When putting together a talk, I’m a big one for quotes. I can’t seem to resist them, and end up peppering my general message with the words of the great and the good. Quotes are my go-to places, way-markers during the journey of the presentation itself.
This is by no means a bad thing of course, as quotes frequently represent the distilled knowledge of a life well lived, or a moment of brilliance under duress, or perhaps just the musings of a fine mind looking back on decades of experience. Perhaps it’s not altogether disingenuous to occasionally lean on the words of others, as “all stories are theft” – there’s a quote right there you see, can’t resist, albeit it’s one of mine. That seems a fairly fairly pretentious way to start this blog, so perhaps a better one is “all writers are liars” (thanks to Clive James for that). Anyway, now I’m addicted, knowing that if I’m trying to say something, it’s pretty much guaranteed that someone, somewhere, at some point, has said it slightly better than me. And in they go.
And so, what particular quotes might do the trick for 2020 I wonder? Well, first we need to set the scene.
I think we can all agree that this has been a fairly tumultuous couple of years in Britain (with the three horsemen of Brexit, Political Bedlam, and Market Uncertainty only now taking a turn round the winners enclosure, steaming gently after a hectic last furlong). During such a period of external unpredictability, the strength of an internal culture has never been more important. Inherent in that, so inextricably linked they are almost one and same, is how to deal with things going wrong.
Henry Ford said “Failure is simply a way to start again, this time more intelligently.” That’s absolutely correct, but to deal with failure and move on requires a strong culture, one of understanding, cohesion, mutual support, and an ability to learn the lessons for the future by coolly analysing the mistakes of the past.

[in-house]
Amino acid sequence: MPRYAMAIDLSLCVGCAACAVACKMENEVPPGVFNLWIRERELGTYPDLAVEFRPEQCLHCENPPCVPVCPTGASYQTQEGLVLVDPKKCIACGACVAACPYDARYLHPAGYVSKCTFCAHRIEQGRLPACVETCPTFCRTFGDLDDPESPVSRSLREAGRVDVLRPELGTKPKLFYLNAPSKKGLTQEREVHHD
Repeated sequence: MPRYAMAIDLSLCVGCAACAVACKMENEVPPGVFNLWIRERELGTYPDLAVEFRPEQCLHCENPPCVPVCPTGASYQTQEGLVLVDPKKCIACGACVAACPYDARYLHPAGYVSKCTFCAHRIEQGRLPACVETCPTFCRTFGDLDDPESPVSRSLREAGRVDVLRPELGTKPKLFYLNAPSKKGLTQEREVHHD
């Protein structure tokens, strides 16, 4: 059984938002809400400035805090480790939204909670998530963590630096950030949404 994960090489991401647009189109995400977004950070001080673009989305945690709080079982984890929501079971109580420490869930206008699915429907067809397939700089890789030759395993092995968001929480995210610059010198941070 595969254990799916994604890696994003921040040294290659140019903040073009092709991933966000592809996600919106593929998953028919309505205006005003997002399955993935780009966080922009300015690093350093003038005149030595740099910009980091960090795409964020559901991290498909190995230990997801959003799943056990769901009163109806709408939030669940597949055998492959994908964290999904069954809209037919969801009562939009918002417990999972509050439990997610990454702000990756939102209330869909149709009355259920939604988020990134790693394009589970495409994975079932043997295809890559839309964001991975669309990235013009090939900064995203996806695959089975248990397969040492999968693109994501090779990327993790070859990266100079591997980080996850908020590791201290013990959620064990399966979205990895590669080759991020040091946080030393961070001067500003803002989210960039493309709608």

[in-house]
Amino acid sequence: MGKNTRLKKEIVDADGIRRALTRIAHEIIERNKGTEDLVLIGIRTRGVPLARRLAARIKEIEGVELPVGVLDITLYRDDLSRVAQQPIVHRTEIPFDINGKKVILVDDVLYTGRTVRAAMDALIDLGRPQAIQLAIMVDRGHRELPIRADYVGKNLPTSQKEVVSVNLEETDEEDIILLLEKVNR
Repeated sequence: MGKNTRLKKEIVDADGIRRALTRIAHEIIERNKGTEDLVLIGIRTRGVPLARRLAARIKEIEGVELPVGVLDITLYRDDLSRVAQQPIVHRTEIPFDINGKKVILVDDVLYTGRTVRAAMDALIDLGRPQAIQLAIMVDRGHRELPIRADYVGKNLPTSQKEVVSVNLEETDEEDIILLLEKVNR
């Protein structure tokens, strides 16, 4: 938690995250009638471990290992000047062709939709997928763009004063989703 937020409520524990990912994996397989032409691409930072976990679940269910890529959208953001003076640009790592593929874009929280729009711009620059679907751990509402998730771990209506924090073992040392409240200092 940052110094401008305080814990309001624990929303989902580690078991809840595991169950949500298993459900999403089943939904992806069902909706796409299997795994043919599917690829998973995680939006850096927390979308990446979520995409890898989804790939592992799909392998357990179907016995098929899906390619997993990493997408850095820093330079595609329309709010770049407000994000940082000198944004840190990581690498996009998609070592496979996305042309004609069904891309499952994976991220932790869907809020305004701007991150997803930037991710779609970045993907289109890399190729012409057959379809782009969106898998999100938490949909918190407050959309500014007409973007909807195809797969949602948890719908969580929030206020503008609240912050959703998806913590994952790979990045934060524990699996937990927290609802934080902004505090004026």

Barack Obama’s speech at John McCain’s funeral – one of the great oratory performances of our times – made a similar point (so I’m in reasonable company here). He noted that McCain had not only risen to the highest levels of government, but that he had also endured extraordinary hardships as a PoW in Vietnam, and indeed had his deepest convictions put under inordinate pressure during the latter stages of his political career. Obama noted that these were the moments when “iron became steel”. He went on to say that during these times “each moment, each day, each choice is a test. And John McCain passed that test again and again and again”. In other words, it is the dark days, and how you respond to them, that ultimately define you.
Any successful organisation or individual will have experienced moments of profound failure, and will have based their subsequent rise on the deepest elements of their culture. Get this right, create an environment that allows the exploration of the limits of performance without fear of retribution, and it is truly something special. By doing so you “throw out the sand bags and let the balloon soar” (Stephen Fry). And if the wheels really do come off, and you emerge battered and bloodied, before the rebuilding commences you can rest assured “that there’s always tea and cake” (my mum).